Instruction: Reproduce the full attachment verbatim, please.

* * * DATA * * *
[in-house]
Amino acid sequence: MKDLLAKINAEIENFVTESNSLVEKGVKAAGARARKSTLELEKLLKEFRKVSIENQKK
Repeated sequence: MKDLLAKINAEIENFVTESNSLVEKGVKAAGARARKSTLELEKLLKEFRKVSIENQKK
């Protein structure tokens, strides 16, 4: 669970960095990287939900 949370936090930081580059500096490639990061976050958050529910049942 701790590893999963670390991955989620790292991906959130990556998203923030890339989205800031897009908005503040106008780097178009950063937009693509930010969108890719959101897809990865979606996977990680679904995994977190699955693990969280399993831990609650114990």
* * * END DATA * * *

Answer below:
[in-house]
Amino acid sequence: MKDLLAKINAEIENFVTESNSLVEKGVKAAGARARKSTLELEKLLKEFRKVSIENQKK
Repeated sequence: MKDLLAKINAEIENFVTESNSLVEKGVKAAGARARKSTLELEKLLKEFRKVSIENQKK
């Protein structure tokens, strides 16, 4: 669970960095990287939900 949370936090930081580059500096490639990061976050958050529910049942 701790590893999963670390991955989620790292991906959130990556998203923030890339989205800031897009908005503040106008780097178009950063937009693509930010969108890719959101897809990865979606996977990680679904995994977190699955693990969280399993831990609650114990």